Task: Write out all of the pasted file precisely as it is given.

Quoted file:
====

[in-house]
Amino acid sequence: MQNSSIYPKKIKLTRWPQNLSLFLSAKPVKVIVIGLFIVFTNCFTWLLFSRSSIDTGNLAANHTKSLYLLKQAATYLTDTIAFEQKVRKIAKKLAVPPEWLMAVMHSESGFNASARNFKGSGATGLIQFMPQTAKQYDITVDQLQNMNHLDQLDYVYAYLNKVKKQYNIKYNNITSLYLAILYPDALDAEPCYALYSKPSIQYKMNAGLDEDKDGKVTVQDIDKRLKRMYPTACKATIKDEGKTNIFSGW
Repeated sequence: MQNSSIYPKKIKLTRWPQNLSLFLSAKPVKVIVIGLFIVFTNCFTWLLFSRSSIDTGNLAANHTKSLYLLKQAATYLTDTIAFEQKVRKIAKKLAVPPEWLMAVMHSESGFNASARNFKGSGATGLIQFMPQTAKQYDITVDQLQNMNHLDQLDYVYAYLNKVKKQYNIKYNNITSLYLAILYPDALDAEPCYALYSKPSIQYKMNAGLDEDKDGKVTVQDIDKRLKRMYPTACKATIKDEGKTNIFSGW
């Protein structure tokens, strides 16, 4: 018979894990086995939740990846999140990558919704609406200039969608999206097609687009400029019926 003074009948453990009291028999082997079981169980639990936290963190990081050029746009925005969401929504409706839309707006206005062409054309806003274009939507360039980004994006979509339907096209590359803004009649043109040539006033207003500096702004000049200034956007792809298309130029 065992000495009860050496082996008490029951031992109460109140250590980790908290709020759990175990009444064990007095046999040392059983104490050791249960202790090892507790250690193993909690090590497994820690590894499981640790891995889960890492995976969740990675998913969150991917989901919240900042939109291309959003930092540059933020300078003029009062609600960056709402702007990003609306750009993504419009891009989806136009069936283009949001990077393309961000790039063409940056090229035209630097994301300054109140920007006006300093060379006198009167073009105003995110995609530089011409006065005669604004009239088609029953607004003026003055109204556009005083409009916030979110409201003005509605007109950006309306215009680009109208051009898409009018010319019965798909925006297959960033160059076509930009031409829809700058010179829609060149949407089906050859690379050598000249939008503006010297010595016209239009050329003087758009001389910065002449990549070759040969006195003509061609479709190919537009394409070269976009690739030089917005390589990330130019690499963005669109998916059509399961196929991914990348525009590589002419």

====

[in-house]
Amino acid sequence: MQNSSIYPKKIKLTRWPQNLSLFLSAKPVKVIVIGLFIVFTNCFTWLLFSRSSIDTGNLAANHTKSLYLLKQAATYLTDTIAFEQKVRKIAKKLAVPPEWLMAVMHSESGFNASARNFKGSGATGLIQFMPQTAKQYDITVDQLQNMNHLDQLDYVYAYLNKVKKQYNIKYNNITSLYLAILYPDALDAEPCYALYSKPSIQYKMNAGLDEDKDGKVTVQDIDKRLKRMYPTACKATIKDEGKTNIFSGW
Repeated sequence: MQNSSIYPKKIKLTRWPQNLSLFLSAKPVKVIVIGLFIVFTNCFTWLLFSRSSIDTGNLAANHTKSLYLLKQAATYLTDTIAFEQKVRKIAKKLAVPPEWLMAVMHSESGFNASARNFKGSGATGLIQFMPQTAKQYDITVDQLQNMNHLDQLDYVYAYLNKVKKQYNIKYNNITSLYLAILYPDALDAEPCYALYSKPSIQYKMNAGLDEDKDGKVTVQDIDKRLKRMYPTACKATIKDEGKTNIFSGW
């Protein structure tokens, strides 16, 4: 018979894990086995939740990846999140990558919704609406200039969608999206097609687009400029019926 003074009948453990009291028999082997079981169980639990936290963190990081050029746009925005969401929504409706839309707006206005062409054309806003274009939507360039980004994006979509339907096209590359803004009649043109040539006033207003500096702004000049200034956007792809298309130029 065992000495009860050496082996008490029951031992109460109140250590980790908290709020759990175990009444064990007095046999040392059983104490050791249960202790090892507790250690193993909690090590497994820690590894499981640790891995889960890492995976969740990675998913969150991917989901919240900042939109291309959003930092540059933020300078003029009062609600960056709402702007990003609306750009993504419009891009989806136009069936283009949001990077393309961000790039063409940056090229035209630097994301300054109140920007006006300093060379006198009167073009105003995110995609530089011409006065005669604004009239088609029953607004003026003055109204556009005083409009916030979110409201003005509605007109950006309306215009680009109208051009898409009018010319019965798909925006297959960033160059076509930009031409829809700058010179829609060149949407089906050859690379050598000249939008503006010297010595016209239009050329003087758009001389910065002449990549070759040969006195003509061609479709190919537009394409070269976009690739030089917005390589990330130019690499963005669109998916059509399961196929991914990348525009590589002419």